The two hope the development partnership will produce off-the-shelf systems for everything from small cars to sport utilities and pickup trucks–and help them carve out a central role in the race to supply technology for driverless vehicles. The tie-up, which was disclosed on Tuesday, comes as big auto makers and tech companies are moving independently on autonomous-vehicle developments.
Delphi, a former General Motors Co. spinoff, and Mobileye, of Jerusalem, now supply auto makers with the sensors and software that are the building blocks of autonomous-vehicle development programs. Shares of both have struggled recently as car sales plateau and customers put pieces in place to eventually develop their own gear.
News of the partnership lifted both stocks: Mobileye rose nearly 8% to $50.21 and Delphi's gained 3% to $66.08, both in morning trading on Tuesday.
While auto makers generally have turned over more of the work of making components to suppliers, autonomous-vehicle technology is one area they aim to maintain control through in-house expertise. GM earlier this year acquired autonomous-vehicle developer Cruise Automation Inc. to help accelerate its research, and Ford Motor Co. last week said it is investing in or teaming with several tech companies to launch a car without steering wheels or pedals by 2021.
Delphi Chief Executive Kevin Clark said in an interview the two aim to shoulder much of the development burden for auto makers that have grown comfortable with outsourcing critical technology development.
"We're able to pool the investment as well as the technology and execution risk in one place so it doesn't have to be duplicated by multiple [auto makers] over and over again," Mr. Clark said.
The pair will jointly invest "several hundred million dollars" in the effort, but a spokesman declined to provide other details.
In January, Delphi and Mobileye expect to demonstrate a system that can navigate tough road conditions, such as entering a roundabout, merging into highway traffic, or making left turns across multiple traffic lanes.
Both companies have deep relationships with car makers, but their system won't be ready until 2019. Integrating their tech in future vehicles could take as much as two years, the companies concede, making it unlikely to hit the market until 2021 or 2022.
Mobileye Chairman and Chief Technology Officer Amnon Shashua said the pair hope to overcome any timing hurdles by offering "a new level of driving intelligence," mimicking a driver's decision making behind the wheel in complex situations. "If we don't want to clog a city with robotic systems that get stuck in busy traffic, you must endow these systems with intelligence."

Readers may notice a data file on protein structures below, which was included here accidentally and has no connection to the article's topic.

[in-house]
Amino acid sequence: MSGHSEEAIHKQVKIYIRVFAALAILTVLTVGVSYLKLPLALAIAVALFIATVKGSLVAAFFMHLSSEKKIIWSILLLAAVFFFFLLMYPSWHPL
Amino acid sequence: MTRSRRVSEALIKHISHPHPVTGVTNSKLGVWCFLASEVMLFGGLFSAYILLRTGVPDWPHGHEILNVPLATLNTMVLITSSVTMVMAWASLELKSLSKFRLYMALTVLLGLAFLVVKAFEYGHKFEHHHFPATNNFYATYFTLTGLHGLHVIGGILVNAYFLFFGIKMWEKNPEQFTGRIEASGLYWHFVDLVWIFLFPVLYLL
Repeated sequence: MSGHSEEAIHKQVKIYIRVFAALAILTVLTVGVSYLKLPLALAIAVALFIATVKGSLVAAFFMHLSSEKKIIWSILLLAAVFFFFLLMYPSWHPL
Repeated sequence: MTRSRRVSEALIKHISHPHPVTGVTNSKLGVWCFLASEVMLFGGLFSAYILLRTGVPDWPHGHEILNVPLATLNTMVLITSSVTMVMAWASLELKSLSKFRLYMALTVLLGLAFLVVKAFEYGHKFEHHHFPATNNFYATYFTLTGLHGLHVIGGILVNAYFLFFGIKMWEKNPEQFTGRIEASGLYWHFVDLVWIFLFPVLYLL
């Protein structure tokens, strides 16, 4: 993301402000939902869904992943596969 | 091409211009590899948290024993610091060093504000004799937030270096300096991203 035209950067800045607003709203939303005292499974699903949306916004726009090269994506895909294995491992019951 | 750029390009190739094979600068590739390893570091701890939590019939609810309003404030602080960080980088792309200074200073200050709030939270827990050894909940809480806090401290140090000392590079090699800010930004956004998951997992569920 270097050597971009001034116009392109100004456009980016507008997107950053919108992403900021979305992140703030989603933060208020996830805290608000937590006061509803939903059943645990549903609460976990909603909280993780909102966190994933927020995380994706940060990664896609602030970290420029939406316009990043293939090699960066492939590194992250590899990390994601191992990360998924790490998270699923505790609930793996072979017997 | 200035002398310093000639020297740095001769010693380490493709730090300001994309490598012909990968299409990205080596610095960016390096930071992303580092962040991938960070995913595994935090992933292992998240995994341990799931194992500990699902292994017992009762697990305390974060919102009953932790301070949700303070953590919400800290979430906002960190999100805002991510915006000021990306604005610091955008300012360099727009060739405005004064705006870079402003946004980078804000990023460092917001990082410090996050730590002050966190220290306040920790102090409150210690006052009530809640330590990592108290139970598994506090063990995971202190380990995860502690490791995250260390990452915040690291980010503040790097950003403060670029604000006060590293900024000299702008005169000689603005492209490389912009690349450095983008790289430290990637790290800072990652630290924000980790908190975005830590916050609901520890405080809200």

The time it will take to get into production models might put the pair at a disadvantage. Google parent, Alphabet Inc., GM and others have hinted at earlier releases of their gear. Volvo Car Corp. is launching a public test of autonomous vehicles in Sweden next year– Nissan Motor Co. and Tesla Motors Inc. also aim to launch rival systems by decade's end.
Still, the joint project by Mobileye and Delphi could appeal to smaller and midsize car companies that don't have the deep pockets of a GM to fund the big capital outlays needed to develop driverless technology in-house. Mobileye already has technology partnerships with BMW AG and chip maker Intel Corp.
Other large auto-parts makers have used acquisitions to bolster their autonomous-driving offerings. Germany's Continental AG last year paid about $680 million for Elektrobit Automotive Group, a Finnish software developer.
Mobileye is a leader in supplying components for semiautonomous systems, including core technology for Tesla's Autopilot driver-assist system. It also is a leader in providing mapping systems providing images that help a car's cameras and sensors negotiate roadways in real time.
The Israeli supplier split with Tesla over the way the electric car maker deployed its technology following a high-profile fatality in May involving one of Tesla's cars. The abrupt cancellation of the agreement underscored the sometimes uneasy relationship between technology suppliers and auto makers.
"At this early stage, I think there is an interest by auto makers to be able to do as much as they can themselves," said Jeremy Carlson, an analyst with consultants IHS Automotive. "The auto makers ultimately are going to be liable for all these systems. The need to know what the systems are doing." Mike Colias/Wall Street Journal